The number of U.S. coronavirus cases neared 4 million on Wednesday as experts warned of testing bottlenecks in laboratories across the country threatening efforts to test, trace and contain the virus' spread.
Worldwide, the count of people infected with the coronavirus passed a staggering 15 million people, with some 618,000 killed by the pandemic.
Here are the latest updates on the coronavirus pandemic in the U.S.:
US Labs Buckle Amid Testing Surge
Laboratories across the U.S. are buckling under a surge of coronavirus tests, creating long processing delays that experts say are actually undercutting the pandemic response.
With the U.S. tally of infections at 3.9 million Wednesday and new cases surging, the bottlenecks are creating problems for workers kept off the job while awaiting results, nursing homes struggling to keep the virus out and for the labs themselves, dealing with a crushing workload.
Some labs are taking weeks to return COVID-19 results, exacerbating fears that asymptomatic people could be spreading the virus if they don’t isolate while they wait.
“There’s been this obsession with how many tests are we doing per day” said Dr. Tom Frieden, a former director of the Centers for Disease Control and Prevention. “The question is how many tests are being done with results coming back within a day, where the individual tested is promptly isolated and their contacts are promptly warned.”
Frieden and other public health experts have called on states to publicly report testing turnaround times, calling it an essential metric to measure progress against the virus.
Guidelines issued by the CDC recommend that states lifting virus restrictions have testing turnaround time under four days. The agency is expected to soon issue new guidelines recommending against retesting COVID-19 patients to confirm they’ve recovered.
“It’s clogging up the system,” Adm. Brett Giroir, assistant health secretary, told reporters last week.
DC Mayor Orders Mandatory Masks as Infections Rise Again
With coronavirus cases rising, Mayor Muriel Bowser issued an executive order Wednesday making face masks mandatory outside homes — an unprecedented step in the nation's capital.
Bowser said the order would include “enforcement language” detailing possible fines for violations.
After saying they had successfully blunted the infection curve in the city earlier this summer, health officials say the infection numbers have slowly crept upward, reaching triple digits on Wednesday for the first time in weeks.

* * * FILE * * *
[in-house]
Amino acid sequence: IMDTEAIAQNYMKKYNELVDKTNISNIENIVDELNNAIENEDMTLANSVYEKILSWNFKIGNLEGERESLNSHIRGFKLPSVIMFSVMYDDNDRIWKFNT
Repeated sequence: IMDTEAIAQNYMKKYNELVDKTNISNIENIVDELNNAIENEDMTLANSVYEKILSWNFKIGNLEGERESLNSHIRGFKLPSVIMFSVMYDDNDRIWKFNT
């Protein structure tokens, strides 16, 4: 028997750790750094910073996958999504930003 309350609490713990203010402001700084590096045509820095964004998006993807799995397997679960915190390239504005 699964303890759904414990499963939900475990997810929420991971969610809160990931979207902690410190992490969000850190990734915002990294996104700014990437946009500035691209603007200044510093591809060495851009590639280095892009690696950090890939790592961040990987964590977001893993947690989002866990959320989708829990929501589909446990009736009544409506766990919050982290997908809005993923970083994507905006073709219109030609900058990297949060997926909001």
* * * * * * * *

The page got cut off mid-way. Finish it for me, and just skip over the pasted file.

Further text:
Limited exceptions to the order, according to material distributed by Bowser's office, include children under age 3, people “actively eating or drinking” and people “vigorously exercising outdoors” while not close to anyone else.
The order does not apply to “any employees of the federal government while they are on duty." That description would appear to exclude President Donald Trump and members of Congress from the mask requirement while working.
D.C. officials said the mark requirement can't be enforced on federal property.
Trump Cites Protests, Bars, Travel in Virus Rise
President Donald Trump is casting wide blame for a nationwide surge in coronavirus cases, pointing to racial justice protests, travelers from Mexico and young bar-goers.
Holding his second briefing on the virus in as many days after a three-month hiatus, Trump sought on Wednesday to explain the rise in confirmed cases across the nation’s South, Southwest and West.
Trump says cases among young Americans first started to rise “shortly after demonstrations.” He says the protests following the death of George Floyd “presumably triggered a broader relaxation of mitigation efforts nationwide.”
He also says a “substantial increase in travel” around Memorial Day and summer vacations was also a driver of new cases.
Further, he says, “Young people closely congregating at bars and probably other places, maybe beaches,” likely also led to new cases.
Trump also blames travelers crossing the U.S.-Mexico border for spikes, saying cases in Mexico are surging.
Coronavirus a 'Category 5 Emergency' for Florida's Older Population
While young adults have been the recent focus of concerns about growing COVID-19 cases across the country, a senior living advocacy group is sounding the alarm on the rising number of coronavirus infections among residents at long-term care facilities, which has more than doubled in last month, NBC News reports.
"If the coronavirus in Florida were a hurricane, its intensity in two weeks has reached Category 5 status," LeadingAge Florida CEO Steve Bahmer said during a video conference Monday.
Florida is particularly susceptible to the virus as older Americans tend to have underlying conditions that exacerbate its impact. One in five Floridians is 65 or older, according to a new LeadingAge Florida situation report on the virus.